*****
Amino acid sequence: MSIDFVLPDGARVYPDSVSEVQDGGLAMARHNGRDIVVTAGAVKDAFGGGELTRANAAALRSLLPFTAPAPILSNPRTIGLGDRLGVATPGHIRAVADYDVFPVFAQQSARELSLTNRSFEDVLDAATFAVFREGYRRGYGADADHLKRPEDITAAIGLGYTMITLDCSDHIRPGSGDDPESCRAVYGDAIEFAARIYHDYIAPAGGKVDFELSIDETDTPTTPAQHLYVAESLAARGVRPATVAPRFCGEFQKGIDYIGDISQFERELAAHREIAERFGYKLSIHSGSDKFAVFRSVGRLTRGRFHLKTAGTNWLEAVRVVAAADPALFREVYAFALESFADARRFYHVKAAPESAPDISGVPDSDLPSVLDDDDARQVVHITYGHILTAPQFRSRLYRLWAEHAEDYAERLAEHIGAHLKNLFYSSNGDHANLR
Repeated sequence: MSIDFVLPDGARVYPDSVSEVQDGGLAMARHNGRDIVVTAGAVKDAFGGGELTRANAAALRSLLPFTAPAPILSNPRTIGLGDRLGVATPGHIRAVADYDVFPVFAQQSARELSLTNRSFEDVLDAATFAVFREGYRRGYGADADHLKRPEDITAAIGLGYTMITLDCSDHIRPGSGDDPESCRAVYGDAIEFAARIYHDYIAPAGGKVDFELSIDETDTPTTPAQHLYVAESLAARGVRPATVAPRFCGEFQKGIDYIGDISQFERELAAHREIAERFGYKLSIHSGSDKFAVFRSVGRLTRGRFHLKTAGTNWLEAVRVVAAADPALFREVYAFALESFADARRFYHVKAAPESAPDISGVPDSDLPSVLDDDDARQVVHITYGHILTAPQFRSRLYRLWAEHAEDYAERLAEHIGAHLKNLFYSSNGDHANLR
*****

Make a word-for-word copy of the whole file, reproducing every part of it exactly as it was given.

Amino acid sequence: MSIDFVLPDGARVYPDSVSEVQDGGLAMARHNGRDIVVTAGAVKDAFGGGELTRANAAALRSLLPFTAPAPILSNPRTIGLGDRLGVATPGHIRAVADYDVFPVFAQQSARELSLTNRSFEDVLDAATFAVFREGYRRGYGADADHLKRPEDITAAIGLGYTMITLDCSDHIRPGSGDDPESCRAVYGDAIEFAARIYHDYIAPAGGKVDFELSIDETDTPTTPAQHLYVAESLAARGVRPATVAPRFCGEFQKGIDYIGDISQFERELAAHREIAERFGYKLSIHSGSDKFAVFRSVGRLTRGRFHLKTAGTNWLEAVRVVAAADPALFREVYAFALESFADARRFYHVKAAPESAPDISGVPDSDLPSVLDDDDARQVVHITYGHILTAPQFRSRLYRLWAEHAEDYAERLAEHIGAHLKNLFYSSNGDHANLR
Repeated sequence: MSIDFVLPDGARVYPDSVSEVQDGGLAMARHNGRDIVVTAGAVKDAFGGGELTRANAAALRSLLPFTAPAPILSNPRTIGLGDRLGVATPGHIRAVADYDVFPVFAQQSARELSLTNRSFEDVLDAATFAVFREGYRRGYGADADHLKRPEDITAAIGLGYTMITLDCSDHIRPGSGDDPESCRAVYGDAIEFAARIYHDYIAPAGGKVDFELSIDETDTPTTPAQHLYVAESLAARGVRPATVAPRFCGEFQKGIDYIGDISQFERELAAHREIAERFGYKLSIHSGSDKFAVFRSVGRLTRGRFHLKTAGTNWLEAVRVVAAADPALFREVYAFALESFADARRFYHVKAAPESAPDISGVPDSDLPSVLDDDDARQVVHITYGHILTAPQFRSRLYRLWAEHAEDYAERLAEHIGAHLKNLFYSSNGDHANLR